9) Be sure that all airline employees are aware of your pet in the cargo hold.
10) If there is a delay or you have concerns about your pets’ welfare, alert the airline staff and ask them to check on your pet. They may decide to remove the animal until they have a better idea of their take off status.

Finding a boarding facility

Some travel might be too much for your pet to go out with you. Instead, think about sending your pet to a recommended pet boarding facility. Check to see if they have tours and interview the right place that you think would be best for your pet. Be sure to call the facility early to make your boarding reservations. A lot of people plan vacations at the same time and boarding facilities can get booked very quickly.

​If you believe that your pet will be overly stressed from all of the holiday activities, you may want to consider boarding them at a facility that you feel comfortable with.

1) Be sure that you go ahead of time. Take a tour whenever they offer one to check for cleanliness, temperature, and comfort level.
2) Check with the Better Business Bureau to make sure they have no unresolved complaints.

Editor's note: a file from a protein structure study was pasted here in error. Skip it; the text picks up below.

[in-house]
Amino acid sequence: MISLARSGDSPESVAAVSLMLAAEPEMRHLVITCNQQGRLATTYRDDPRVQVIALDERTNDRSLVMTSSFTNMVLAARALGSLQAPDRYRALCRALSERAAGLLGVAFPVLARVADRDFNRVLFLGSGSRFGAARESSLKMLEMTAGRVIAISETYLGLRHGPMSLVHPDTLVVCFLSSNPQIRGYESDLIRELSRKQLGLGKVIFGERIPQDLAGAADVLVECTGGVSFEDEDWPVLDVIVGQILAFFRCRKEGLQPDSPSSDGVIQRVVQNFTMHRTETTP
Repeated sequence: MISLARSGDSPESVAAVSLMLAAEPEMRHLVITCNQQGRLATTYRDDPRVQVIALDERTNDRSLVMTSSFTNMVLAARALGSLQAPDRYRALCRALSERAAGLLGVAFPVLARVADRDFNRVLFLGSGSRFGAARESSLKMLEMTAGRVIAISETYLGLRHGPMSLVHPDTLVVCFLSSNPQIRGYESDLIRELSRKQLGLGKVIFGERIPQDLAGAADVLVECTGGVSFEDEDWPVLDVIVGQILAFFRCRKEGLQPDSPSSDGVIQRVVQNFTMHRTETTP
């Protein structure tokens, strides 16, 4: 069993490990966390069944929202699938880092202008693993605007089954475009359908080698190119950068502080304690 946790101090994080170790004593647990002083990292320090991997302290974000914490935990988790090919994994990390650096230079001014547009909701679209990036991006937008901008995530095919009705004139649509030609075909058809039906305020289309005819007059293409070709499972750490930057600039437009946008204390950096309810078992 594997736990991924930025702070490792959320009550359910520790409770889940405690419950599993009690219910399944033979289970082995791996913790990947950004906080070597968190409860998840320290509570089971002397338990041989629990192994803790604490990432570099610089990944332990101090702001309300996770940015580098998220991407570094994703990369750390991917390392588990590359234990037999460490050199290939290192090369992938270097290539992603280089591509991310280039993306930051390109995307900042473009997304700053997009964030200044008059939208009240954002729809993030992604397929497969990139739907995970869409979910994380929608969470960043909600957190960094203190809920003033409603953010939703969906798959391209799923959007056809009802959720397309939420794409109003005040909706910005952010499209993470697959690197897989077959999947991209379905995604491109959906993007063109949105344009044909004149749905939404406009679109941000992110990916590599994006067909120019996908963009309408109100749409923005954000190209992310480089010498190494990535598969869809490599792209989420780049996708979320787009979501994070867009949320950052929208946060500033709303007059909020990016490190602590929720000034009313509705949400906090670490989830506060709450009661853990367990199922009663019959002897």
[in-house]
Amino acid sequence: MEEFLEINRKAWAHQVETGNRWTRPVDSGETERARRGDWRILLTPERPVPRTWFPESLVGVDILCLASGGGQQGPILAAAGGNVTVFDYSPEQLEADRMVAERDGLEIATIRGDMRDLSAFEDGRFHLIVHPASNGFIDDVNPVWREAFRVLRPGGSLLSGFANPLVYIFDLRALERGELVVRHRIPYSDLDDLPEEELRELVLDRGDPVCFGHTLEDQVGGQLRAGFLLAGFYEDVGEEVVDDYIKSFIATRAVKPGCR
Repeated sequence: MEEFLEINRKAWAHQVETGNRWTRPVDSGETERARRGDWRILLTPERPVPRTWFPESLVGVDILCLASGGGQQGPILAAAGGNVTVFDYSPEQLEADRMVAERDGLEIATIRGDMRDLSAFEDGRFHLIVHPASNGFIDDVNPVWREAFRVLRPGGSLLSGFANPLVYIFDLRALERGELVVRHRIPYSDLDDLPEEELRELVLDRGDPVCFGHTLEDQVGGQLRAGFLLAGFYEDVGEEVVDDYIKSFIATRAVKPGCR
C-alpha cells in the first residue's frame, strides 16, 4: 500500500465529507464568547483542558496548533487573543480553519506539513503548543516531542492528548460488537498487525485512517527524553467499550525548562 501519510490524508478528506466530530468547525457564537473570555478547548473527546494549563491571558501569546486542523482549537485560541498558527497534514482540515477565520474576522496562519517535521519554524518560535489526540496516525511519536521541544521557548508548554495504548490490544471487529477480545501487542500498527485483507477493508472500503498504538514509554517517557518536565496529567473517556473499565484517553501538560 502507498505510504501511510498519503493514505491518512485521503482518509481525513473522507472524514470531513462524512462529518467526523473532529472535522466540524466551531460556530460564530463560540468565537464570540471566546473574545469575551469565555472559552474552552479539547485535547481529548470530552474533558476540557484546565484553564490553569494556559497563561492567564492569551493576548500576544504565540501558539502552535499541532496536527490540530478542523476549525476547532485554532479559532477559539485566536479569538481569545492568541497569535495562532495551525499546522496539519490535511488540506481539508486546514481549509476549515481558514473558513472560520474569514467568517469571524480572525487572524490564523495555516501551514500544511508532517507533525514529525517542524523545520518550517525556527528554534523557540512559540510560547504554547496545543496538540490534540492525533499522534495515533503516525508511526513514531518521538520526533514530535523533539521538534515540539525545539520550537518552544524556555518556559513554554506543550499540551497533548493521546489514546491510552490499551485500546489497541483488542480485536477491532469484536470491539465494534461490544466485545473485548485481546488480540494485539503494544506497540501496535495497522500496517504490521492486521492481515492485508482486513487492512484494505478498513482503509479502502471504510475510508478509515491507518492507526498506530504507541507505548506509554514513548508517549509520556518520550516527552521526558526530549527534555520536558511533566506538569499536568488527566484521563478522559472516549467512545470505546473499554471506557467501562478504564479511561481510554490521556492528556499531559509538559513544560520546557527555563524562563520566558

3) Make sure that all pets that stay there are current on their vaccines.
4) Ask about their exercise and enrichment time while your pet is there.
5) Be sure that there are both indoor and outdoor areas that are secure.
6) Chat with the staff to be sure that they are knowledgeable and compassionate about working with pets.
7) Ask about their feeding routine and be sure they have special forms in place in case your pet has special needs, such as medicine.
8) Most important: they should ask for all the information you can provide about your pet, their needs, and emergency contact information.

These are just a few ways to make sure your pet will be comfortable and happy during their stay.

During any time of the year, be sure that you are taking precautions both inside and outside of your home when it comes to the safety of your pet. There are several natural and home grown plants that can be potentially harmful, poisonous, and even deadly to pets.

Click here​ to find out which plants are toxic and which are safe for your pets.